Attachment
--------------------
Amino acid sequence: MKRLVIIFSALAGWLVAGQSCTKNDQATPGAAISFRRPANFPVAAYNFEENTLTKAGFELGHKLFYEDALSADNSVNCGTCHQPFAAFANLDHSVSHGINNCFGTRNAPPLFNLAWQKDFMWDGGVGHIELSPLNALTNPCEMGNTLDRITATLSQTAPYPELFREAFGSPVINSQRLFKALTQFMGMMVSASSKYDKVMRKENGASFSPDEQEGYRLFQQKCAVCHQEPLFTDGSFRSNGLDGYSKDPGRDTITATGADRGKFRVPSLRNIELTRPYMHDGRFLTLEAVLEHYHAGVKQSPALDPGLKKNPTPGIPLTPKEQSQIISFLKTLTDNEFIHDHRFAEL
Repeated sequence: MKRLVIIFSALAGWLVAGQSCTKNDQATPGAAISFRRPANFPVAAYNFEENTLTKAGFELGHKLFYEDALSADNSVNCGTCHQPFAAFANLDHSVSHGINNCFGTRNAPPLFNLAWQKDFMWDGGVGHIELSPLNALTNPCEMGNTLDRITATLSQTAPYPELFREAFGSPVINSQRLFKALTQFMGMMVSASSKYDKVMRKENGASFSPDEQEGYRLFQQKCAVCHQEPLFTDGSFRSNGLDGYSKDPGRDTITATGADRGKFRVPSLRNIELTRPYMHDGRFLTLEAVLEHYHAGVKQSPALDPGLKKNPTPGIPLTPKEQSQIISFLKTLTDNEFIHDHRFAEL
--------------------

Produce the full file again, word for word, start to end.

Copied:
Amino acid sequence: MKRLVIIFSALAGWLVAGQSCTKNDQATPGAAISFRRPANFPVAAYNFEENTLTKAGFELGHKLFYEDALSADNSVNCGTCHQPFAAFANLDHSVSHGINNCFGTRNAPPLFNLAWQKDFMWDGGVGHIELSPLNALTNPCEMGNTLDRITATLSQTAPYPELFREAFGSPVINSQRLFKALTQFMGMMVSASSKYDKVMRKENGASFSPDEQEGYRLFQQKCAVCHQEPLFTDGSFRSNGLDGYSKDPGRDTITATGADRGKFRVPSLRNIELTRPYMHDGRFLTLEAVLEHYHAGVKQSPALDPGLKKNPTPGIPLTPKEQSQIISFLKTLTDNEFIHDHRFAEL
Repeated sequence: MKRLVIIFSALAGWLVAGQSCTKNDQATPGAAISFRRPANFPVAAYNFEENTLTKAGFELGHKLFYEDALSADNSVNCGTCHQPFAAFANLDHSVSHGINNCFGTRNAPPLFNLAWQKDFMWDGGVGHIELSPLNALTNPCEMGNTLDRITATLSQTAPYPELFREAFGSPVINSQRLFKALTQFMGMMVSASSKYDKVMRKENGASFSPDEQEGYRLFQQKCAVCHQEPLFTDGSFRSNGLDGYSKDPGRDTITATGADRGKFRVPSLRNIELTRPYMHDGRFLTLEAVLEHYHAGVKQSPALDPGLKKNPTPGIPLTPKEQSQIISFLKTLTDNEFIHDHRFAEL